Now, in my years of hiking this was not the first time I’ve come across a rattle snake. However, this was the first time coming across more then one at the same time. The smallest one quickly darted under a rock, scared I suppose. Little did he know I was more afraid of him then he was of me. The second rattle snake sat curled up on a boulder sun bathing. He wasn’t happy we had disturbed his afternoon nap, either that or we had stumbled upon his home and the first rattle snake was his mate and his soon to be “children” were nesting under the rock. He quickly let us know of his disapproval of us being there as his head dart up, mouth wide open revealing his sharp fangs. And if that wasn’t intimidating enough he made sure to raise his tail and shake it at us. By the look of him he was one ticked off rattle snake.
Now you might be thinking to yourself if it was you you’d high tail it out of there as fast as you can, but making any sudden movements will only anger them more. Believe it not, even though they crawl on their belly, rattle snakes can be quite fast and can have a long reach when they strike. Carefully and slowly we moved, keeping our eyes on the one hissing curses at us as well as the one that darted under the rock. If there were two we wanted to be sure there weren’t others around. For all we knew the large one could have been hissing calls to his posse and we were surrounded. After making sure we were clear of the snake den we turned our back on our new found…umm, “friend” and quickly put our feet back on the trail.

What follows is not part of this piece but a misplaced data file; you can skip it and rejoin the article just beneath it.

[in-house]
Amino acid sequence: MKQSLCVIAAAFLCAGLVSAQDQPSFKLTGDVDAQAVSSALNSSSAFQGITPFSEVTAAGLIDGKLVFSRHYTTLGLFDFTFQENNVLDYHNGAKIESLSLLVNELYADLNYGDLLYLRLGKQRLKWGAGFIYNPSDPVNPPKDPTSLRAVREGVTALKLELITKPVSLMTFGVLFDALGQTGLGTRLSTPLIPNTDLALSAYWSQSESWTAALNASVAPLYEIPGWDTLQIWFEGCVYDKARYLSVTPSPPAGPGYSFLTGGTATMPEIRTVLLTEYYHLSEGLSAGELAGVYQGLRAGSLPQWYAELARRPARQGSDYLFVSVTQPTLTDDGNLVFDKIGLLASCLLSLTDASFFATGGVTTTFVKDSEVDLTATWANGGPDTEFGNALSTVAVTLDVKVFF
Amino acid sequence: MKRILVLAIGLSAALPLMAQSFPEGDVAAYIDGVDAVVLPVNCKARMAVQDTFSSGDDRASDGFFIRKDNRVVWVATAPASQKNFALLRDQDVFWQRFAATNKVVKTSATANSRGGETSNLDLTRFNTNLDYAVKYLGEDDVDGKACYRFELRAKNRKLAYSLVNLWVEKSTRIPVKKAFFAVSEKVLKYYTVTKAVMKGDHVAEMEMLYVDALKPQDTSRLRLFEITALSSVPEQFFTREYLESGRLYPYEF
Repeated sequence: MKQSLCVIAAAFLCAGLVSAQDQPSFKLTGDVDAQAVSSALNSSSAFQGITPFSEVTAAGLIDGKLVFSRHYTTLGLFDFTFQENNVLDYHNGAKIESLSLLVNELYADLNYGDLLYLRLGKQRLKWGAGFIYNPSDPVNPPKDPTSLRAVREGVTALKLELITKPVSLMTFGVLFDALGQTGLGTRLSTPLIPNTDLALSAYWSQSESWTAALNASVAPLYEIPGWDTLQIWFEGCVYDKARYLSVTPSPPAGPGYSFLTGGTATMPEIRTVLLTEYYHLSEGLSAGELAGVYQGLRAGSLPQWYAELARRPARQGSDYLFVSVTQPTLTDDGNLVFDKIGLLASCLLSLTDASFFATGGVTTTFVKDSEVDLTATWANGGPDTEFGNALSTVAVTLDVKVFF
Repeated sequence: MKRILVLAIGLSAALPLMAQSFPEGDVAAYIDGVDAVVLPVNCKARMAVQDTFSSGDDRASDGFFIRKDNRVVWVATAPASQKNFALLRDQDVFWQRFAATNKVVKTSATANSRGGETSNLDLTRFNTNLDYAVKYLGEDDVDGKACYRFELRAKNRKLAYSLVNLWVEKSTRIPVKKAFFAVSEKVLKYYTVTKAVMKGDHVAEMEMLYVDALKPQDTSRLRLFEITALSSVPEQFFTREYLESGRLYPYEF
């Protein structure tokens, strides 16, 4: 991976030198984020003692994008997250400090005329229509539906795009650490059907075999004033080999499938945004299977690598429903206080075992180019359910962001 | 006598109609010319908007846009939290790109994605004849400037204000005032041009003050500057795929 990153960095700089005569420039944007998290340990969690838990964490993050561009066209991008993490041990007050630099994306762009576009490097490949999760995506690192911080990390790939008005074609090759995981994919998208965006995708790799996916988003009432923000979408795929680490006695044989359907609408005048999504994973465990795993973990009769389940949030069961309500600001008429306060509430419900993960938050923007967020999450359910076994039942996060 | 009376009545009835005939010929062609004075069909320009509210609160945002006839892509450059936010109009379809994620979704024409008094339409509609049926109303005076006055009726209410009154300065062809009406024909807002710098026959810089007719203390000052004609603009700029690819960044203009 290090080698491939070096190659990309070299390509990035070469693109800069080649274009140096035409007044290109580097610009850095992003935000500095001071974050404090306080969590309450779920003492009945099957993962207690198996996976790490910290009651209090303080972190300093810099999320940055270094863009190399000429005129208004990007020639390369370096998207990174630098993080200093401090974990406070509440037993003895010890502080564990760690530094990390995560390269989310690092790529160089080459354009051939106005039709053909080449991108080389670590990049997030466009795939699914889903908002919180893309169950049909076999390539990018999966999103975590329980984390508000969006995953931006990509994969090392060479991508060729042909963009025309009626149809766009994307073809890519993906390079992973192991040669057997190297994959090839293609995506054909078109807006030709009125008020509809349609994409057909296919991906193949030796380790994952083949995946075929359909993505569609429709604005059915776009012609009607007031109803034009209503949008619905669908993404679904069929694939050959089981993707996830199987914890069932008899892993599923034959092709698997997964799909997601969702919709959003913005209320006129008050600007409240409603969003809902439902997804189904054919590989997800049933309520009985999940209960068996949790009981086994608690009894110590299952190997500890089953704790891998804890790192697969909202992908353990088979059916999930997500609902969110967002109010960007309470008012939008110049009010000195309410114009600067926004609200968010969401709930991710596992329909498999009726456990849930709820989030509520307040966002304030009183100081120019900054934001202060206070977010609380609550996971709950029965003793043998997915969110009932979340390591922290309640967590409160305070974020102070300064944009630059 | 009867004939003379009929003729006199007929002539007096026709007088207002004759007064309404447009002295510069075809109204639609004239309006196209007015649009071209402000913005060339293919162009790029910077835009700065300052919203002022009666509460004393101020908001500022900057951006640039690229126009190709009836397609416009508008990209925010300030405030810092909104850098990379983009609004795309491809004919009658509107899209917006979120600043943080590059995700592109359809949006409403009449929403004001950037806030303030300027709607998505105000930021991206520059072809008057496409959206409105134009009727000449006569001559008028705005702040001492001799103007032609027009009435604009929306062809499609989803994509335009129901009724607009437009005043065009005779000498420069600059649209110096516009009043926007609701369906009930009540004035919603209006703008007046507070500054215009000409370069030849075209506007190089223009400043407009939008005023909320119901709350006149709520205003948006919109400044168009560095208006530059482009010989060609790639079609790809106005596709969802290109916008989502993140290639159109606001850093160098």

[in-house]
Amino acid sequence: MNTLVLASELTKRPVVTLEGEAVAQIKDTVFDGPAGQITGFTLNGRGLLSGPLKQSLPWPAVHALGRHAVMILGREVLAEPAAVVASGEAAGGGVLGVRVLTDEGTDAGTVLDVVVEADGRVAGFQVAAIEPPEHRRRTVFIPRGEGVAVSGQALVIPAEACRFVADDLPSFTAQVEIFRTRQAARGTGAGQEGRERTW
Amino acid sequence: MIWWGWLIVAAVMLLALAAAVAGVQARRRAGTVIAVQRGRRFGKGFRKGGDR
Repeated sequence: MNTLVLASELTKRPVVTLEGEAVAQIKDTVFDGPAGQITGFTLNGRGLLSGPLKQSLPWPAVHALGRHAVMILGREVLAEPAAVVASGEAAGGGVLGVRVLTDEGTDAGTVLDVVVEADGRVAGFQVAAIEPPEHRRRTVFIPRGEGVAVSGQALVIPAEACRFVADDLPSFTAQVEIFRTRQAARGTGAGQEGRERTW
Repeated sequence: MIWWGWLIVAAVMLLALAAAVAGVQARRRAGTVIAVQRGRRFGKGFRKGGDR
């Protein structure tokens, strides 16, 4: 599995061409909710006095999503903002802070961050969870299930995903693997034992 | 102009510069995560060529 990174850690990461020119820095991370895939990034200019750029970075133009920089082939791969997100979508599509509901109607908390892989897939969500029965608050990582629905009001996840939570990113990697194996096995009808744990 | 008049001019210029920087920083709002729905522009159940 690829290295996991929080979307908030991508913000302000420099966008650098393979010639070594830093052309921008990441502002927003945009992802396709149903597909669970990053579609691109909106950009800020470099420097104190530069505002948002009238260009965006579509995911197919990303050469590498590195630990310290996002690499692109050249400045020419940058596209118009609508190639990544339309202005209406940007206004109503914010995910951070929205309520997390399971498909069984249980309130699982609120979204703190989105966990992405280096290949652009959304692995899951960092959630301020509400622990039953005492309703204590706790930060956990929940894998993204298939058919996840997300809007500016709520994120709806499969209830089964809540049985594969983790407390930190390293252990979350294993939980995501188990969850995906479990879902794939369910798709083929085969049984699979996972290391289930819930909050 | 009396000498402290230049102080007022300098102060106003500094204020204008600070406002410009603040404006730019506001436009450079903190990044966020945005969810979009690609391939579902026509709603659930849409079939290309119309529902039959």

The guide book warns you of different predators in the area and we knew about them as we are familiar with the area. As a matter of fact earlier in our hike we even talked about rattle snakes, but eventually we got caught up in the beautiful weather and views as well as our conversation.
God gives us a guide book, it’s His Word…the bible. It gives us everything we need for hiking the trail known as life and we need to refer to it often. Even if we are familiar with it we need to refer to it often to remind us how we are to live. But when we get too comfortable and hike along in our daily lives we can tend to forget even if we are “familiar” with what it says. God’s guide book helps us stay on the right trail and points out the dangers along the way. And the moment we vere off the trail and lose sight of things we can and will run into danger. It won’t be an angry rattlesnake but rather sin. And sin bites and can bite hard. It’s venom will course through our viens and if left untreated it will reach the heart causing nothing but pain and destruction.
To follow Jesus we must read, refer to and do what His guide book say and then carry what He says with us in our hearts. Reading and then walking away and forgetting what it says will led us off the trail or on the wrong trail and into danger.
So remember, life itself is one long hiking trip filled with adventure, trials and some magnificent views only God can provide. But if you hike this journey alone, without Jesus, you’ll only be lost. So hike by faith, with Jesus leading your every step.